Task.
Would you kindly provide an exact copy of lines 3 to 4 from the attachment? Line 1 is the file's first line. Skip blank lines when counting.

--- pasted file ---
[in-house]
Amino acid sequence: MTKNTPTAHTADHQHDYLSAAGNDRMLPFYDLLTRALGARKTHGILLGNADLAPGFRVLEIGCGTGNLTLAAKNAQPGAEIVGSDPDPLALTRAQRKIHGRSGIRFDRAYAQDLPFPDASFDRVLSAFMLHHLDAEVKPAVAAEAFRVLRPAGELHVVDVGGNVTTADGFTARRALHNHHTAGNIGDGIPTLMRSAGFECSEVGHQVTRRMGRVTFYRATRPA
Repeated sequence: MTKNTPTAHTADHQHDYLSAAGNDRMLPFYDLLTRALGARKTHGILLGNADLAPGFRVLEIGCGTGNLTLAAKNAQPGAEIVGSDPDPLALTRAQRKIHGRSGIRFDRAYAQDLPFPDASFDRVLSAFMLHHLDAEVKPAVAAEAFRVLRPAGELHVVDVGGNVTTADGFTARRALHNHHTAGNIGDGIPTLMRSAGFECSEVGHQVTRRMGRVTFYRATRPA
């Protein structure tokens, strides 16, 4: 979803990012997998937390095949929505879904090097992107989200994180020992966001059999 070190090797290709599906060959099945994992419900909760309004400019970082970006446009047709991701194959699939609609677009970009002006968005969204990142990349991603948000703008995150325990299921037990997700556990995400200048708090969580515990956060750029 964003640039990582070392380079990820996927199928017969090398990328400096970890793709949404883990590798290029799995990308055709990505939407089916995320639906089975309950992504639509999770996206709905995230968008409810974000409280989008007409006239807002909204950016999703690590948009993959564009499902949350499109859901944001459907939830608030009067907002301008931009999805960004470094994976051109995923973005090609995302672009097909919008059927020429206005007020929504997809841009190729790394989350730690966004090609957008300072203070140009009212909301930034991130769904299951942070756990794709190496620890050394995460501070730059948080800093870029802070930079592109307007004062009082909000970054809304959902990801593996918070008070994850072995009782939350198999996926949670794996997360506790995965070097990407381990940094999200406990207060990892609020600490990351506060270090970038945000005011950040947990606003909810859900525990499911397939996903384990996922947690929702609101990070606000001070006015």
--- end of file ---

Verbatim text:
Repeated sequence: MTKNTPTAHTADHQHDYLSAAGNDRMLPFYDLLTRALGARKTHGILLGNADLAPGFRVLEIGCGTGNLTLAAKNAQPGAEIVGSDPDPLALTRAQRKIHGRSGIRFDRAYAQDLPFPDASFDRVLSAFMLHHLDAEVKPAVAAEAFRVLRPAGELHVVDVGGNVTTADGFTARRALHNHHTAGNIGDGIPTLMRSAGFECSEVGHQVTRRMGRVTFYRATRPA
């Protein structure tokens, strides 16, 4: 979803990012997998937390095949929505879904090097992107989200994180020992966001059999 070190090797290709599906060959099945994992419900909760309004400019970082970006446009047709991701194959699939609609677009970009002006968005969204990142990349991603948000703008995150325990299921037990997700556990995400200048708090969580515990956060750029 964003640039990582070392380079990820996927199928017969090398990328400096970890793709949404883990590798290029799995990308055709990505939407089916995320639906089975309950992504639509999770996206709905995230968008409810974000409280989008007409006239807002909204950016999703690590948009993959564009499902949350499109859901944001459907939830608030009067907002301008931009999805960004470094994976051109995923973005090609995302672009097909919008059927020429206005007020929504997809841009190729790394989350730690966004090609957008300072203070140009009212909301930034991130769904299951942070756990794709190496620890050394995460501070730059948080800093870029802070930079592109307007004062009082909000970054809304959902990801593996918070008070994850072995009782939350198999996926949670794996997360506790995965070097990407381990940094999200406990207060990892609020600490990351506060270090970038945000005011950040947990606003909810859900525990499911397939996903384990996922947690929702609101990070606000001070006015």